70 for the 70th: Seaford Lions Club aims to increase membership for 70th anniversary

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Fifty years ago, then 37-year-old Jim Stone was working for the New York Telephone Company when a colleague recommended that he join the Seaford Lions Club — a casual, then all-male group of residents and business owners interested in giving back to the community.

Stone, a Massapequa resident who attends Seaford Methodist Church, said he decided to give the Lions a try — and the decision changed his life.

After being interviewed by three Lions who told him about the club, Stone, the founder of All Weather Temperature Control, a family business in Copiague, went on to devote his life to the organization, moving up from secretary to treasurer to president. The 87-year-old recently celebrated his 50th anniversary with the club.

Although it has changed a great deal over the years, Stone said, the Lions Club is still going strong — and will celebrate its 70th anniversary next year. It is one of 34 clubs in Lions Club International’s District 20-K2, which services Nassau County and Bermuda.

“We were charged by Helen Keller in the 1920s to be the knights of the blind,” current President George Brennan explained. “A lot of our core mission deals with eliminating blindness around the world, improving sight and vision impairment.”

The organization offers vision testing for youth and works to prevent river blindness, caused by water contaminated with water-borne bacteria. It also focuses on diabetes and children’s poverty, Brennan said, as well as promoting literacy, preserving the environment and helping out during natural disasters.

To celebrate the club’s 70th anniversary, it is working to recruit a total of 70 members. It now has about 55.

“It’s a play on numbers, but we believe that the club is good, and we reach into the community on so many levels,” Brennan said. “By expanding the amount of members, we will expand our reach into the community and we will serve the community that much better.

“We have a bunch of people who have been threatening to come to a meeting to join,” he joked, “but sometimes you have to nudge them a bit. But once they come, they stick with us.”

A common misconception is that the club is intended for older residents, but those of all ages who live, work or own a business in Seaford are welcome. The group meets on the first and third Tuesday of each month from September to June at Runyon’s. The club has benefited from an influx of new, younger members who are parents of students enrolled in the Seaford School District. Some district administrators are also faithful members.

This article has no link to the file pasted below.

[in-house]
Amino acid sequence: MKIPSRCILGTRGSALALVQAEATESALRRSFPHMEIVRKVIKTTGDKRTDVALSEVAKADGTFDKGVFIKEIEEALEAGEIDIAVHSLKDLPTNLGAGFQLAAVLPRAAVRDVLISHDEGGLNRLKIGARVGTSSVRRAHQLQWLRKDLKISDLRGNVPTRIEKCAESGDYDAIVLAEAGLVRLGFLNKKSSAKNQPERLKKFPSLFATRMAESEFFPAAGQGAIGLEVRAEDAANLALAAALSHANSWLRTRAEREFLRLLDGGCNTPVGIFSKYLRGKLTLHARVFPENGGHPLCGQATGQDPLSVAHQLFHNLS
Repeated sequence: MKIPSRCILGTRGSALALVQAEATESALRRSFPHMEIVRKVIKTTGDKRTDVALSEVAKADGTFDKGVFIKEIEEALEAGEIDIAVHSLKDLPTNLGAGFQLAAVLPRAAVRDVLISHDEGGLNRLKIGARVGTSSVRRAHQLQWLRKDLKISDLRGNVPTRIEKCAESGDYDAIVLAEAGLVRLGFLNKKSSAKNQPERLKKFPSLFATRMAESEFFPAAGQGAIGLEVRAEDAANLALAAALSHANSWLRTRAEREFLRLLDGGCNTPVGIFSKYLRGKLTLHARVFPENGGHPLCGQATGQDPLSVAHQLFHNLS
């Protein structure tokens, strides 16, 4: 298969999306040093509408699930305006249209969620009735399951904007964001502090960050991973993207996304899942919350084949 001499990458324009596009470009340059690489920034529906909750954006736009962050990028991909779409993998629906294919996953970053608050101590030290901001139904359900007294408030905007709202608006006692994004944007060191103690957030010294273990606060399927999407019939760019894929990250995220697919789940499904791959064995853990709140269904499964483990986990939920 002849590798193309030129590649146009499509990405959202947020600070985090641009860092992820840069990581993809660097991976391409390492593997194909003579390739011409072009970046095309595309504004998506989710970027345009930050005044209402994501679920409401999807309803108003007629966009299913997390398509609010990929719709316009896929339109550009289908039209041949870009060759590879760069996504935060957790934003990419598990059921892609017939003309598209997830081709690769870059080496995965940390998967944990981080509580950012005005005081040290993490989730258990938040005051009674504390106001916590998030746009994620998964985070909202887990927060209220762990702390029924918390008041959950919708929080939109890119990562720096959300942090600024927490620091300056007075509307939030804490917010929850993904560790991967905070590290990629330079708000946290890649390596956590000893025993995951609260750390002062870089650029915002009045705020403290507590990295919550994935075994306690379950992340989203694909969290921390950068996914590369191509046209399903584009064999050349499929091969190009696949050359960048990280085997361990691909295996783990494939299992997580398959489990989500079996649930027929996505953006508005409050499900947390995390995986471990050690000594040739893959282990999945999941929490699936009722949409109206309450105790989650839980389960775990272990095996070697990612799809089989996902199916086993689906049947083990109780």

The club helped found the nonprofit Lions Eye Bank For Long Island in 1986, which works to fight corneal blindness. Nancy Kohler, a Seaford resident and a Lions Club member for over 15 years, is a member of the Eye Bank board.

“I always wanted to find a charity that I could believe in and know that my money was going to what I thought it would,” Kohler said. “That was the beginning of the end: Once I went to a meeting and met all the lovely people who were so passionate, giving and philanthropic, I was hooked.”

Kohler alone has made over 300 trips to hospitals and health centers to deliver corneas to those in need. To date, she said, the Eye Bank has provided over 13,000 corneas for sight restoration on Long Island and throughout the metropolitan area.

Seaford resident Donald Paulson, who encouraged Brennan to join the club, said he discovered the organization at around age 50, as a parent of students enrolled at Seaford High School and Shared Decision-Making Committee member.

At around the same time, Paulson said, his father was diagnosed with macular degeneration. “So here was a charity that seemed to be a perfect fit for me,” he said. “I wanted to get involved with something that could help those who were going to be sight-impaired. So I was a perfect fit.”

Lions Club President George Brennan with guest speaker Terrie Magro at the Oct. 5 club meeting at Runyon’s
Lions Club President George Brennan with guest speaker Terrie Magro at the Oct. 5 club meeting at Runyon’s

Though the club has changed greatly since Stone got his start, he said he was grateful the Lions were still doing good work after all this time. “A lot of organizations burn out after a certain time,” he said. “The old-timers retire or pass away and the younger generation doesn’t get involved. I was taught from a very young age that if you take from a community, it’s your responsibility to give back to that community. . . . It’s been a great feeling to be involved and see so many exciting things happen throughout the years. It’s great to be a Lion.”

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